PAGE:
The British government has given an assurance that aid to Eritrea under the European Union budget will have to take into account the country’s human rights record.
The statement came in an answer in Parliament to Keir Starmer, QC, the MP for Holborn and St Pancras. [See below for text]
The answer makes it clear that: “The EU’s development funds are conditional under the terms of the Cotonou Agreement. The EU’s 2014-20 development funding for Eritrea is under discussion and has not yet been approved.”
This needs to be seen in terms of the Cotonou Agreement, which includes a paragraph stating that: “Systematic account shall be taken in mainstreaming in to all areas of cooperation the following thematic or cross-cutting themes: human rights, gender issues, democracy, good governance…”
The government also pledges its support to the UN Commission of Inquiry into Human Rights in Eritrea and its continued investigation into human rights in the country.
The Foreign and Commonwealth Office has provided the following answer to parliamentary question (6782):
To ask the Secretary of State for Foreign and Commonwealth Affairs, with reference to the Report of the Commission of Inquiry on Human Rights in Eritrea brought before the UN Human Rights Council on 4 June 2015, what steps he has taken to (a) ensure that no UK or EU funding is provided to Eritrea that in any way strengthens or enhances their capability to repress or oppress the Eritrean people, (b) follow up the Commission’s finding within the UN and (c) provide assistance to the UN Somali/Eritrea Monitoring Group in investigating alleged abuses by the Eritrean government. (6782)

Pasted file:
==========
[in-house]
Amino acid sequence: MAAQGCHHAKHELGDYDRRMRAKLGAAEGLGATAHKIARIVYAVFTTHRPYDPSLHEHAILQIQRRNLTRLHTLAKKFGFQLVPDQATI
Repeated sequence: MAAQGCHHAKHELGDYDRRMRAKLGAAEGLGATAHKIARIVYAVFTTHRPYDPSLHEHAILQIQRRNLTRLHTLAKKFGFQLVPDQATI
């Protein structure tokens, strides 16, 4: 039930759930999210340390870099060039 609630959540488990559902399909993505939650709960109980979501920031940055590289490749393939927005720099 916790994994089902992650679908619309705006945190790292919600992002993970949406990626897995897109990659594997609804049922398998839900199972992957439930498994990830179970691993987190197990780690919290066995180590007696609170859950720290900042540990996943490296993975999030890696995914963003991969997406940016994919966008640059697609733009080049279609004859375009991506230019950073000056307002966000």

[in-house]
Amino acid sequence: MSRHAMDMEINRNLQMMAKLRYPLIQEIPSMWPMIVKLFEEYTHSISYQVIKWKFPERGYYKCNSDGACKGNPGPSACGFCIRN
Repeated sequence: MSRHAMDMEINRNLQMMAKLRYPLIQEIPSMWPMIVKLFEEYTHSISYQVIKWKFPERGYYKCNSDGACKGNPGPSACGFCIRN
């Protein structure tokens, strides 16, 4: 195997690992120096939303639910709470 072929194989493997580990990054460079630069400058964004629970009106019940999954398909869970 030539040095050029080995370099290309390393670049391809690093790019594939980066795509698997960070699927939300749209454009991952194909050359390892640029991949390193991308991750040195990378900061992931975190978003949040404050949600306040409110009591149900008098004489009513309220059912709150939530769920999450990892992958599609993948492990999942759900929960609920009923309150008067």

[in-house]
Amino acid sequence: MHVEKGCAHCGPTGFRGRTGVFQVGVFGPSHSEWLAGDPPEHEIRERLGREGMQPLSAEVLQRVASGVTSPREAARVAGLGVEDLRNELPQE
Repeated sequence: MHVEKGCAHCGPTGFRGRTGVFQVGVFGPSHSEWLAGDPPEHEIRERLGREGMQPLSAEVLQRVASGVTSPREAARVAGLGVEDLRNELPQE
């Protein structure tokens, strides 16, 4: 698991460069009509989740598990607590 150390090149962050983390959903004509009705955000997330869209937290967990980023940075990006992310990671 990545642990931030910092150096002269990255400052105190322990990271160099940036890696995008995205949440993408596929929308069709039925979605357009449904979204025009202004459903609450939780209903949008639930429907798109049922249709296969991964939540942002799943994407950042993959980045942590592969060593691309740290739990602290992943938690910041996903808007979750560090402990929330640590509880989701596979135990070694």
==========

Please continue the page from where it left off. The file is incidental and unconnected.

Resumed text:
Tabled on: 13 July 2015
The UK does not provide direct funding to the Government of Eritrea. The only funding from the UK in Eritrea is to the United Nations Children’s Fund (UNICEF). We also give core funding to a number of multilateral organisations that work in Eritrea, including the African Development Bank, EU and Global Fund. The EU’s development funds are conditional under the terms of the Cotonou Agreement. The EU’s 2014-20 development funding for Eritrea is under discussion and has not yet been approved. We share the Commission of Inquiry’s concerns regarding human rights in Eritrea, in particular widespread arbitrary detention and shortcomings in the rule of law and respect for fundamental freedoms. We regret the Government of Eritrea’s failure to receive the Commission in Asmara, which compelled the Commission to rely on witnesses who are outside the country. The UN Human Rights Council, of which the UK is a member, voted on 2 July 2015 to extend the Commission’s mandate for one year to allow the Commission to further investigate the human rights situation in Eritrea. The UK will continue to engage closely with the Commission, and with other parts of the UN system, including the UN Special Rapporteur on Human Rights in Eritrea. The Somalia-Eritrea Monitoring Group’s (SEMG) mandate is not to investigate alleged human rights abuses in Eritrea. The SEMG’s remit is to investigate any attempts by the Government of Eritrea to destabilise the Horn of Africa by supplying arms or financial support to Al-Shabaab. The SEMG is due to submit its full report to the UN Security Council this autumn. We have made clear to Eritrea that it must cooperate fully with the Monitoring Group.
The answer was submitted on 20 Jul 2015 at 15:28.